In a potential seachange within the EV industry, this morning General Motors announced it would be manufacturing its own family of EV drive systems and motors.
General Motors said that it will "put into production an interchangeable 'family' of electric vehicle (EV) drive systems and motors, boosting manufacturing efficiencies as it transitions to a fully electric lineup." The legacy automaker is looking to "build a vertically integrated electric car business," according to Reuters.
The announcement sent a ripple across EV stocks in pre-market trading on Wednesday, with Tesla shares poised to break their recent rally that has driven the stock up more than 35% off its September lows.
Adam Kwiatkowski, GM's executive chief engineer for global electrical propulsion, said: "By designing its own e-axles, GM could better integrate them with an EV's battery and the rest of the car. E-axles combine gear, motor and power electronics into a single system and help convert the electricity from batteries efficiently to propel the vehicle."
He told Reuters last week: "GM designed these drive units simultaneously with a full gambit of electric vehicles that fill out our portfolio. They become synergistic and make them a really efficient package that's good for the performance of the vehicle, good for driving customer enthusiasm, and most importantly it's good for cost efficiency."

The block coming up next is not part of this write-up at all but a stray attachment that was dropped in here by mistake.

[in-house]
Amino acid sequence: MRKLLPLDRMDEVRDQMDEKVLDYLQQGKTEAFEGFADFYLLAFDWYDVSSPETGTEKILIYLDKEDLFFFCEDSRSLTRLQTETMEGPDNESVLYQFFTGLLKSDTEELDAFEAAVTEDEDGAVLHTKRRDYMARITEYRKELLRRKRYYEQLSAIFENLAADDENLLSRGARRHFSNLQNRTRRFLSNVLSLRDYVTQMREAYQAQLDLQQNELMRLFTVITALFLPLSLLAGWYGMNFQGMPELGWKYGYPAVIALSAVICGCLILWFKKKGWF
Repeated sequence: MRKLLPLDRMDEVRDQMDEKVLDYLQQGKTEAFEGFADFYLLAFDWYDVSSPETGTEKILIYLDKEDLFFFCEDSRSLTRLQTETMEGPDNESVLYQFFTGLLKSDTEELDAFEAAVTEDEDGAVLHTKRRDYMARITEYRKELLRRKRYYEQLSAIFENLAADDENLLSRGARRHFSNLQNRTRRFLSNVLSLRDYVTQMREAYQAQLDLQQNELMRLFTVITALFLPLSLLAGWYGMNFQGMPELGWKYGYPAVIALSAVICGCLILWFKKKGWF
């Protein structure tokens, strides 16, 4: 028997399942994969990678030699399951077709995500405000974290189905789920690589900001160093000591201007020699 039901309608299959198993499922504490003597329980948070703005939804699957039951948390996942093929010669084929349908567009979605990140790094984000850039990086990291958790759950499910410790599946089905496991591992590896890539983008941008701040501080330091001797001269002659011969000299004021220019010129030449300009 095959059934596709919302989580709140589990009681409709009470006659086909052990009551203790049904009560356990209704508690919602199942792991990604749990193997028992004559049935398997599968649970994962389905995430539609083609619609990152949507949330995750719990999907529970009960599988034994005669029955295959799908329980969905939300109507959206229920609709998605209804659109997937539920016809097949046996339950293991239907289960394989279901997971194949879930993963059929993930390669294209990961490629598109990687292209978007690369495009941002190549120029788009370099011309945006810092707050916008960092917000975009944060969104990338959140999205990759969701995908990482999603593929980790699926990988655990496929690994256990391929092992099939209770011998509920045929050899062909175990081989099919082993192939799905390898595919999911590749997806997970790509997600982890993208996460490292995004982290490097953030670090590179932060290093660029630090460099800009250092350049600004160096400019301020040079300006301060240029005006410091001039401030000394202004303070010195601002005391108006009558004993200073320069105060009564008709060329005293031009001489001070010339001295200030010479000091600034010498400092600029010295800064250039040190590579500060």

Curiously, the news also comes days after General Motors' partnership with Nikola Motors was called into question by short seller Hindenburg Research, who called Nikola an "intricate fraud". Both GM and CEO Mary Barra have acknowledged that they did appropriate amounts of due diligence on the Nikola deal and for now, General Motors appears to not be distancing itself from the embattled EV name.
The rationale behind GM's announcement isn't a mystery: either the company is trying to take the first step to distancing themselves from the Nikola deal, or more likely, it is simply trying to tap into the insane valuations that the market is currently assigning to EV names.
$GM could be "a trade" as it's clearly now an EV tech leader.— Mark B. Spiegel (@markbspiegel) September 16, 2020
Pros: 8x normalized ($4) earnings & MIGHT grab the imagination of EV Robintards
Cons: NO ONE makes money on EVs.
Not growing overall.
Conclusion: Every OEM being in EVs will crash $TSLA's price down, not bring OEMs up